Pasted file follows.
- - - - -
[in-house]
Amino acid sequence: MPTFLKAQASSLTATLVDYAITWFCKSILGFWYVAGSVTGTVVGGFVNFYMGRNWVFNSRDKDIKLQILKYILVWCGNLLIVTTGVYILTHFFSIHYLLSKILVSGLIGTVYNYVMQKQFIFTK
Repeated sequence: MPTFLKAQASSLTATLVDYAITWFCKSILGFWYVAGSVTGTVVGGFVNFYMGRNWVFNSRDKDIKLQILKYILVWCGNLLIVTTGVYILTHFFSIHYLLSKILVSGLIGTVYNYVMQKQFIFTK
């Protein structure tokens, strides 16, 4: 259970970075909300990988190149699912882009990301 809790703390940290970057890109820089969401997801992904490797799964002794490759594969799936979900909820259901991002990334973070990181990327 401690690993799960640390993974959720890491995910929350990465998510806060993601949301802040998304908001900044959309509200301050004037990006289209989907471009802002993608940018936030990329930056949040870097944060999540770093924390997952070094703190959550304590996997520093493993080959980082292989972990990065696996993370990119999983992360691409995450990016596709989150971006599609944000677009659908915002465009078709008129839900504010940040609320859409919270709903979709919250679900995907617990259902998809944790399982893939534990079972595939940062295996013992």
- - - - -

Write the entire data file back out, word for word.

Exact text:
[in-house]
Amino acid sequence: MPTFLKAQASSLTATLVDYAITWFCKSILGFWYVAGSVTGTVVGGFVNFYMGRNWVFNSRDKDIKLQILKYILVWCGNLLIVTTGVYILTHFFSIHYLLSKILVSGLIGTVYNYVMQKQFIFTK
Repeated sequence: MPTFLKAQASSLTATLVDYAITWFCKSILGFWYVAGSVTGTVVGGFVNFYMGRNWVFNSRDKDIKLQILKYILVWCGNLLIVTTGVYILTHFFSIHYLLSKILVSGLIGTVYNYVMQKQFIFTK
């Protein structure tokens, strides 16, 4: 259970970075909300990988190149699912882009990301 809790703390940290970057890109820089969401997801992904490797799964002794490759594969799936979900909820259901991002990334973070990181990327 401690690993799960640390993974959720890491995910929350990465998510806060993601949301802040998304908001900044959309509200301050004037990006289209989907471009802002993608940018936030990329930056949040870097944060999540770093924390997952070094703190959550304590996997520093493993080959980082292989972990990065696996993370990119999983992360691409995450990016596709989150971006599609944000677009659908915002465009078709008129839900504010940040609320859409919270709903979709919250679900995907617990259902998809944790399982893939534990079972595939940062295996013992």